When Scotland’s First Minister, Nicola Sturgeon, pledged to reform gender recognition legislation at a gathering of LGBTQ+ leaders ahead of the 2016 Holyrood election, she had little idea of the escalating toxicity and political polarization that would eventually surround her plans, nor the personal toll it would cause. exactly.
The proposals to introduce a system of self-declaration for individuals seeking to change their legal gender have sparked multiple protests outside Holyrood parliament, with the openly feminist chief minister booed as a “destroyer of women’s rights”. It sparked the SNP’s biggest ever rebellion and Sturgeon took on another of Scotland’s best-known women, Harry Potter author JK Rowling, who on the eve of the final vote described the gender recognition reform bill as “the greatest rollback of women’s rights in our lifetime”.
When Sturgeon spoke about eliminating the need for intrusive medical diagnosis and streamlining the process of obtaining a Gender Recognition Certificate (GRC), she was applauded by LGBTQ+ campaigners for recognizing transgender people as the experts on their own identity. Initial proposals were supported by Scotland’s leading women’s organizations including Rape Crisis and Women’s Aid.
Six years on, those organizations are being accused of fulfilling government obligations by other women’s groups, such as For Women Scotland, which has crowdfunded a succession of lawsuits to challenge other Scottish government laws related to their trans-inclusive guidance and successfully addressed concerns sparked about what they characterize as threats to women’s rights and spaces.
The Scottish Government and supporters argue that the legislation is a simple administrative change that neither expands transgender rights nor clashes with women’s rights. Sturgeon and Shona Robison, the minister implementing the measures, have repeatedly urged them not to change the protections of women under the Equality Act.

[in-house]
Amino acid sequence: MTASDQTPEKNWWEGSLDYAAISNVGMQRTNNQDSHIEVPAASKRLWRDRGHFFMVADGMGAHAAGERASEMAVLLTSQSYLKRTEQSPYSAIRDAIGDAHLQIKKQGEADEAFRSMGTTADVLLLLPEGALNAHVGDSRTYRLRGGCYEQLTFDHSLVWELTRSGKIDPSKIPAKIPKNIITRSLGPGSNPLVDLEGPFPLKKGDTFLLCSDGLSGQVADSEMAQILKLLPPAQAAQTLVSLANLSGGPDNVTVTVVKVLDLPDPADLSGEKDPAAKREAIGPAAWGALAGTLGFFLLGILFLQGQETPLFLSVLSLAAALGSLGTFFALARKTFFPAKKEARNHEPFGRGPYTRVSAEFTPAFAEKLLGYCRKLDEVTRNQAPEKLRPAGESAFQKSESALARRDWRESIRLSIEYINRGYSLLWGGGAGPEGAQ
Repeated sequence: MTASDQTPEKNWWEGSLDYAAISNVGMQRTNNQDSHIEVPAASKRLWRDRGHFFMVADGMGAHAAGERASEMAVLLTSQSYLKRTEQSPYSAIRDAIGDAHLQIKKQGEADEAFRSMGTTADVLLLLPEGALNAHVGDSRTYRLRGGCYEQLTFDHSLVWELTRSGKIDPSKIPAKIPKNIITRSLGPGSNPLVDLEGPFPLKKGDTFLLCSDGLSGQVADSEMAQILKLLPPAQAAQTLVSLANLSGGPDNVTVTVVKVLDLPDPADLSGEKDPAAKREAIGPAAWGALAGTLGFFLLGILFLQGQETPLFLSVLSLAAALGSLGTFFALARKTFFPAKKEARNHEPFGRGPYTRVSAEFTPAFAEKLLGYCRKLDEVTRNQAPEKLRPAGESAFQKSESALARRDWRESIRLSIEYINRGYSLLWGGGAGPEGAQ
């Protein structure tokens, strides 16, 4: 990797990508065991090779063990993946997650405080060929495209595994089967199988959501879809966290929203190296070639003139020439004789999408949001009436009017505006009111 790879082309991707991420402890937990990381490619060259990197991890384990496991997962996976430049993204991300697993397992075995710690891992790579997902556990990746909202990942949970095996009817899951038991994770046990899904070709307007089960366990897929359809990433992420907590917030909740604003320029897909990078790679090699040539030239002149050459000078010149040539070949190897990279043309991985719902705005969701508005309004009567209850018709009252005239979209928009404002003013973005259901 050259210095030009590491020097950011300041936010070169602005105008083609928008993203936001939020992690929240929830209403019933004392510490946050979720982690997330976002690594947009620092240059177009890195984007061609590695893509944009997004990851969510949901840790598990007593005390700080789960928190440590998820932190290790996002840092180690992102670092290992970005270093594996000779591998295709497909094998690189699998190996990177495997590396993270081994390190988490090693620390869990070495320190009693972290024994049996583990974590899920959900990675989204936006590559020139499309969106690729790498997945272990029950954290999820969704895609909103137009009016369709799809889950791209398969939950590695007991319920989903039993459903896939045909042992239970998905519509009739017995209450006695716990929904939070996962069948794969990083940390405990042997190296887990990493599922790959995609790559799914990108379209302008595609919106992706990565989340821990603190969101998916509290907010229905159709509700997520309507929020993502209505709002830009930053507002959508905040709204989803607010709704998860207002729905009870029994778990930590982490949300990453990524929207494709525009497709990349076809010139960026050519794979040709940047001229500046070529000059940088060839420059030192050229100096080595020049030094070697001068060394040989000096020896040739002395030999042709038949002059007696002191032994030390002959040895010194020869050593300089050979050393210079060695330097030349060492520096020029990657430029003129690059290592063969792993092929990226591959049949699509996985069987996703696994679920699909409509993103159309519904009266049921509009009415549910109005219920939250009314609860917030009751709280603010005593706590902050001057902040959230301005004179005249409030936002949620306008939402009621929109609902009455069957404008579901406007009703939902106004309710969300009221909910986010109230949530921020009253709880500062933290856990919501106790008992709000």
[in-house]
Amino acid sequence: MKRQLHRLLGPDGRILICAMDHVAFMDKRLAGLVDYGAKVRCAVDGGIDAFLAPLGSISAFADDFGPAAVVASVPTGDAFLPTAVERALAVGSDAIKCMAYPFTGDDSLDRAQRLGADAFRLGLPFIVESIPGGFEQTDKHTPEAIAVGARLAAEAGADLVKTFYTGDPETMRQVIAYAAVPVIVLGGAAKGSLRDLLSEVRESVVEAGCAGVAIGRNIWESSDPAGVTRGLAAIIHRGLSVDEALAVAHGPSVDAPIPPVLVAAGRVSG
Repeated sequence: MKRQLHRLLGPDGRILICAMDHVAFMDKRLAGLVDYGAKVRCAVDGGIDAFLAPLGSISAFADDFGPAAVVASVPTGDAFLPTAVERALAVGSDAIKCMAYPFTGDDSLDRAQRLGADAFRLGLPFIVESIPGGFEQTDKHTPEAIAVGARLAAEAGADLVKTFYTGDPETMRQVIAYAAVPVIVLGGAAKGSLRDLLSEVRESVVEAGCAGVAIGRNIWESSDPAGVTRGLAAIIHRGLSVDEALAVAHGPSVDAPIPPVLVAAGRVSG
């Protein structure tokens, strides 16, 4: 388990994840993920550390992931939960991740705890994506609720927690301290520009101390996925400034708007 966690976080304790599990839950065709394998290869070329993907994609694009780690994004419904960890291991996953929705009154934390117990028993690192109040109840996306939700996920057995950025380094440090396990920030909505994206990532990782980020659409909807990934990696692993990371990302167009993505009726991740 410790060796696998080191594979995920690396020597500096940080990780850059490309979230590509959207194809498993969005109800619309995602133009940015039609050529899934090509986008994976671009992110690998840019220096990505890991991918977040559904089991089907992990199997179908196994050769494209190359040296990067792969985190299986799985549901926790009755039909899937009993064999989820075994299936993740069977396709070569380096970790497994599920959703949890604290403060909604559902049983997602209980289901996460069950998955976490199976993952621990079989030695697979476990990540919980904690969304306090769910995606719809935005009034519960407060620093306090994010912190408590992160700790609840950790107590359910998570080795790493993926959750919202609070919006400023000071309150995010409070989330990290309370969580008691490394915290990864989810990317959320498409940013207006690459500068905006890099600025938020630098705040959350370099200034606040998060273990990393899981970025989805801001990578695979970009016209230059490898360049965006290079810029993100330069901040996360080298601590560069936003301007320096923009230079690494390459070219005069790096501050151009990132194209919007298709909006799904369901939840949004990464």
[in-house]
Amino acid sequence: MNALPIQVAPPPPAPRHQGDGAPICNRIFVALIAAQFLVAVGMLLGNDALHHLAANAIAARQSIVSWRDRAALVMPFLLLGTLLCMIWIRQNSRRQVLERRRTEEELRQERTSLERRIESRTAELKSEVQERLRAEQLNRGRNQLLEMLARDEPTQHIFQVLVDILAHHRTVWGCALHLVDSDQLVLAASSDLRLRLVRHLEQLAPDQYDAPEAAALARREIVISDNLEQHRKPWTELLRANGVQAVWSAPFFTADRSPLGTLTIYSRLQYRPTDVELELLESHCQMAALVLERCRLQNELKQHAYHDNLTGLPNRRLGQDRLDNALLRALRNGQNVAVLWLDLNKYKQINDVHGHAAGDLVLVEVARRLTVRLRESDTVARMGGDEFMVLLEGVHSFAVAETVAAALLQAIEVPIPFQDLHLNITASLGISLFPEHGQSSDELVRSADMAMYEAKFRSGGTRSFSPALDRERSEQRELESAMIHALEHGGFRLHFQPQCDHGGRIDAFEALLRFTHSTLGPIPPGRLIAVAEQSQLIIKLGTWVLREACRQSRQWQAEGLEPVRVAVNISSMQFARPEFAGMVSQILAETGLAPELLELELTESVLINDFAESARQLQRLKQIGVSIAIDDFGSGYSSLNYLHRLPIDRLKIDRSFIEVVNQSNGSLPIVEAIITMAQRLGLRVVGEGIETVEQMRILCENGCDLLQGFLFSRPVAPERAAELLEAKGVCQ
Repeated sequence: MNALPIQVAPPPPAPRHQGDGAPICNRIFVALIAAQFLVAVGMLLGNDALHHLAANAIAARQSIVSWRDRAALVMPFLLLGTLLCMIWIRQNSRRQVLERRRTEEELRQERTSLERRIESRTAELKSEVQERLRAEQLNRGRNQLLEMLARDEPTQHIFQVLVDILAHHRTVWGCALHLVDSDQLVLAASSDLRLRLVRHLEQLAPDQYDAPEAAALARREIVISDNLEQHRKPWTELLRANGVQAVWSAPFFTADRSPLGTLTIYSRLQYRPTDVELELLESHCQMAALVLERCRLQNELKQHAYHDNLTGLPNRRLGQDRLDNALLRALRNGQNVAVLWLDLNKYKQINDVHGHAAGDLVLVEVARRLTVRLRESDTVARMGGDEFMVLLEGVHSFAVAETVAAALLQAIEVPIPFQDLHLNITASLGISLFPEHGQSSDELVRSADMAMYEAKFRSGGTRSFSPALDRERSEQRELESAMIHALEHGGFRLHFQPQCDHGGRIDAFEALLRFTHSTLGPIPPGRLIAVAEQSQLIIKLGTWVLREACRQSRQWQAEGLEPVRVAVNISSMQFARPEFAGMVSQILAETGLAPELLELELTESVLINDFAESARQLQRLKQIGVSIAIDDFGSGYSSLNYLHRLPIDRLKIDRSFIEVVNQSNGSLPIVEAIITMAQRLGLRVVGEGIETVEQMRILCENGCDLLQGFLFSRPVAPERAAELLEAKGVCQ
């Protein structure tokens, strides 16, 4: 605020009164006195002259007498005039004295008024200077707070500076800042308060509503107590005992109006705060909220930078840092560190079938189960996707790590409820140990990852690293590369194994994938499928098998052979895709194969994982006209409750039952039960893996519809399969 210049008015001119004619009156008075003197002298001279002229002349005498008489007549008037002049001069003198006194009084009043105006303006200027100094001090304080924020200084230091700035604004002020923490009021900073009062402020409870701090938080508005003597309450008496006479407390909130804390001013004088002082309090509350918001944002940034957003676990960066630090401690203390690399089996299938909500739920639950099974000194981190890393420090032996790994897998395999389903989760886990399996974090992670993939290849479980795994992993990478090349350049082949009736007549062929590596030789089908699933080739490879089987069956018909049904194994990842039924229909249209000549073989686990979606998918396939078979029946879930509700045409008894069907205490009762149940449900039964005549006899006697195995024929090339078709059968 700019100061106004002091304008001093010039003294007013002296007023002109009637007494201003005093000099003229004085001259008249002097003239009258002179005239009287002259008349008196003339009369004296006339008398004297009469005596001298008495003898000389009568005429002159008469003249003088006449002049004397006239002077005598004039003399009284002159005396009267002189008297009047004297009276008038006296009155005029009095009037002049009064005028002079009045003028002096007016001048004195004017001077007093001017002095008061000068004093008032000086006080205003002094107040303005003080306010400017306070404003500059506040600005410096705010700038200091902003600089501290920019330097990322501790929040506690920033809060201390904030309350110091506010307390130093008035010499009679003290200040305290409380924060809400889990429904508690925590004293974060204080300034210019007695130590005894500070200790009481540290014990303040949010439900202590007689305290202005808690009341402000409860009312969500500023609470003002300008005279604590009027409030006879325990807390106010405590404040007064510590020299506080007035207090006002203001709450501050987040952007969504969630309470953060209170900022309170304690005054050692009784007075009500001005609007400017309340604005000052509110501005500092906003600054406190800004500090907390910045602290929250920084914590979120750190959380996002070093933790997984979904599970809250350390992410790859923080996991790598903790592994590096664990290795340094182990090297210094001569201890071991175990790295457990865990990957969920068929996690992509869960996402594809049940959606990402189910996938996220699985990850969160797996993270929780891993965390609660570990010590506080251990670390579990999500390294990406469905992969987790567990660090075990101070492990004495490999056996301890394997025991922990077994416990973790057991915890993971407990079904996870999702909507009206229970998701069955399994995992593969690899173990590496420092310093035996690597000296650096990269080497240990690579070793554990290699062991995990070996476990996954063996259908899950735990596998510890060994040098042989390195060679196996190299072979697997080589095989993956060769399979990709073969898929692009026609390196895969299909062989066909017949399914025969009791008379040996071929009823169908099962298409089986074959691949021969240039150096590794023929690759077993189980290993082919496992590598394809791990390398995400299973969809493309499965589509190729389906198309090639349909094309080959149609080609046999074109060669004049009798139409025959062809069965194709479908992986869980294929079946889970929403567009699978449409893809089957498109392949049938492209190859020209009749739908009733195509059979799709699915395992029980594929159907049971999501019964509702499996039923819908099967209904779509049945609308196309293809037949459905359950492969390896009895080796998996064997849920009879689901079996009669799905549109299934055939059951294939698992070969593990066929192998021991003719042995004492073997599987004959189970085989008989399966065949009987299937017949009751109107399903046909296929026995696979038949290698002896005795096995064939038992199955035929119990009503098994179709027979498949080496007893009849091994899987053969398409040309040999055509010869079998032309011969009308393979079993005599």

To be sure, the numbers affected seem small – around 30 gender recognition certificates are awarded each year to people born or adopted in Scotland, and the Scottish Government estimates that if the law is passed this could rise to 250-300 applicants per year.
But the bill has become a lightning rod for much broader debates about the meaning of the word “woman,” the nature of inclusion and the safety of women’s spaces, while opponents argue the simple change significantly increases the size and nature of the cohort of women. applicants for a GRC, with the potential for predatory men to exploit this to gain access to vulnerable women.
During the last few weeks of the bill, language around this point became increasingly overheated, as the UK government inquired about the risks of ‘gender tourism’, while former Prime Minister Jack McConnell warned that the new law would prove to be a ‘stimulant ‘. for predatory male sex offenders to come to Scotland”.
The progress of the bill showed Holyrood at its best and worst – there were strategic failures on the part of the SNP, not least in the loose and at times confused framing of the bill, which could have avoided much criticism.
Some observers believe the lowering of the age from 18 to 16 – a red line for the Scottish Greens in their partnership deal with the SNP following last year’s Holyrood election – opened the changes to further attack.
The progress of the bill also revealed shortcomings in scrutiny of the legislation, with serious complaints about the way witnesses were selected for the Equality Committee, which oversaw the trial, and the lack of time to pass amendments in all discuss stages.
But there were also genuine efforts to work cross-party, with MSPs from different parties putting amendments together in an effort to reach last-minute consensus.
In terms of longer-term political impact, transgender rights were certainly identified as a wedge issue in the last election in Holyrood, but they seem to have had little to no effect on the continued success of the SNP.
And it remains to be seen whether a deluge of applications will follow the law coming into force – and what response will come from the UK government, which has already threatened not to recognize Scotland’s GRCs or even challenge them in court.
When The Guardian interviewed transgender people about the proposals in 2016, many said they were less concerned with what they saw as a cumbersome and fairly unnecessary piece of personal administration than with health care improvements or increased monitoring of hate crimes.
As the bill made its final progress through Holyrood last month, many in the trans community were deeply disappointed by the attitude shown in Scotland, although ultimately the affirmation of state aid for people to live their lives as they wish, as one observer put it, is in stark contrast to the UK government, which caused consternation earlier this year when it decided to exclude transgender people from a ban on proselytizing practices.